Professor Karukstis

Self-Assembly of Chromonic Dyes.

The Karukstis laboratory explores the self-assembly of amphiphilic molecules with dual hydrophilic and hydrophobic character to create complex hierarchical structure via intermolecular interactions.  (Abstract)

Spectroscopic studies (absorbance and fluorescence) of increasing concentrations of chromonic dyes in aqueous solution. We will monitor the changes in absorption spectral shape and intensity as well as the shift in emission wavelength of an extrinsic fluorophore as dye concentrations are varied to reveal the nature of the aggregation process.

Light scattering studies to measure the root-mean-square radius of the dye aggregate. The concentration dependence of the size of the aggregate will reveal whether self-assembly is a continuous process or requires a threshold concentration to initiate aggregation. Correlation of the nature of the stacking process with dye structure may provide insights into the mechanism of the self-assembly process.

Professor Van Hecke The general theme of the research in the Van Hecke lab is the study of liquids, the physical chemistry of liquids, particularly liquid crystals and binary mixtures of alcohols and hydrocarbons. (Abstract)

Liquid crystal projects

(1) Determination of binary phase diagrams of surfactants or chromonic materials in water or ionic liquids by fluorescence spectroscopy or differential scanning calorimetry. (2) Computer simulation of phases exhibited by binary mixtures of simple shaped objects as models for molecules. (3) Equal Gibbs energy analyses of binary phase diagrams.

Liquid projects

Measuring excess Gibbs energy of liquid mixtures by laser light scattering. (2) Measuring pzieo-optic coefficients and isothermal compressibilities by laser refractometry.

Professor Van Heuvelen

Development of Bio-Inspired, Environmentally Friendly Catalysts (Abstract)

We use a combination of synthesis, spectroscopy, reactivity studies, and computational chemistry to understand how important reactions occur in biological systems, and we use this understanding in the development of new catalysts.

Enzymes found in biological systems catalyze a remarkable range of reactions with impressive efficiency and selectivity, and these reactions occur under benign conditions. In the lab and in industry, however, we often conduct the same reactions using rare and expensive elements and harsh reaction conditions. The Van Heuvelen lab takes inspiration from nature to develop new, environmentally friendly catalysts for important reactions.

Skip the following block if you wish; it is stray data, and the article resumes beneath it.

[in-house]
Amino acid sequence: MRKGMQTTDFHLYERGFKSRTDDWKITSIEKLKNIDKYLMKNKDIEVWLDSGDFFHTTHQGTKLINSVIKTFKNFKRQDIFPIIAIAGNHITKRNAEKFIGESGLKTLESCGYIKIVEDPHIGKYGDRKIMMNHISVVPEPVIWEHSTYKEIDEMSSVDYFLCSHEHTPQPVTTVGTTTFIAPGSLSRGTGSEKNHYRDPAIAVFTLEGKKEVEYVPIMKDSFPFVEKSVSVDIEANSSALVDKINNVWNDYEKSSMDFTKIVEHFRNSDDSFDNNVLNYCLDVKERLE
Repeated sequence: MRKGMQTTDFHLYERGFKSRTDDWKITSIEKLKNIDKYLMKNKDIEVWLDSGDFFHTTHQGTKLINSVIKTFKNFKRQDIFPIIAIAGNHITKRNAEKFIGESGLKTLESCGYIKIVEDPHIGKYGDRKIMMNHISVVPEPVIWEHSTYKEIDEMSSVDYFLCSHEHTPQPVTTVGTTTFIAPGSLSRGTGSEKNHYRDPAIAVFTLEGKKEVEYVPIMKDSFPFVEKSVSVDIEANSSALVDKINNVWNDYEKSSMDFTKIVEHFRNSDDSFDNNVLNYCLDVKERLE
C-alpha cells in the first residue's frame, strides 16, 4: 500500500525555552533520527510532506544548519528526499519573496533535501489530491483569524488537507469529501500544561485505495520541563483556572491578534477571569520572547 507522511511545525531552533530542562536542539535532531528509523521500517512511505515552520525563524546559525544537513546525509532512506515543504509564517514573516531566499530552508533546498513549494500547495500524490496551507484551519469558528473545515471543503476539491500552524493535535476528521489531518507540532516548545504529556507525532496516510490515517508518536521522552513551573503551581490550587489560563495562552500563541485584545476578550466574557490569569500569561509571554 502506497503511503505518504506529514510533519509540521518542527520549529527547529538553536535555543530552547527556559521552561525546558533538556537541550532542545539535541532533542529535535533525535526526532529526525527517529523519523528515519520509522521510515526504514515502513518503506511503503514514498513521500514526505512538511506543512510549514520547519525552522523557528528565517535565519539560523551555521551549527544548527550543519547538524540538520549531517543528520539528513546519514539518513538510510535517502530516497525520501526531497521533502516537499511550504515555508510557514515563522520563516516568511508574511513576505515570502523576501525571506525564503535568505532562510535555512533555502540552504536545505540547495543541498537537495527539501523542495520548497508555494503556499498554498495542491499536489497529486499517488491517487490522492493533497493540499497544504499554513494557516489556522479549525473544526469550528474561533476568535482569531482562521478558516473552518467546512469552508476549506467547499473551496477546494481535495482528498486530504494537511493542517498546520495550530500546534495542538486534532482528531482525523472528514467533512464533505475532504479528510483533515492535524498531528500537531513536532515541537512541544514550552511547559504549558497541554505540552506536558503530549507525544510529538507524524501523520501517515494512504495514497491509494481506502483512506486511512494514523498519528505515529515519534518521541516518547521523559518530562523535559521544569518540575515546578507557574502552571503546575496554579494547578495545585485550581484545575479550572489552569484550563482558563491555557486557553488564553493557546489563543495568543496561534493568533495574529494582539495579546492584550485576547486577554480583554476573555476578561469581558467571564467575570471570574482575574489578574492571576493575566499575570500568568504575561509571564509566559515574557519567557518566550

The reactions we study include (1) the dechlorination of a carcinogenic pollutant found in ground water and (2) the activation of C-H bonds in methane, which is the main component of natural gas. The metalloenzymes we are studying include the cobalt-containing Vitamin B12 and the nickel-containing methyl-coenzyme M reductase (MCR).

This summer, we will study molecular models of Vitamin B12 and MCR in order to understand how geometric and electronic structure affect reactivity, and we will use this understanding to develop new catalysts. Students may focus on synthesis, spectroscopy, reactivity, and/or computational chemistry.

Professor Vosburg

Biomimetic Synthesis and Green Chemistry (Abstract)

As organic chemists inspired by biology, researchers in the Vosburg laboratory pursue biomimetic and green strategies in syntheses of medicinal natural products or related complex structures. Our biomimetic approaches are inspired by consideration of how these molecules may be created in nature. When possible, we seek green methods that reduce the energy, waste, and time required to produce these elegant molecules. A collaboration with the Cave laboratory focuses on computational models of biomimetic reaction cascades.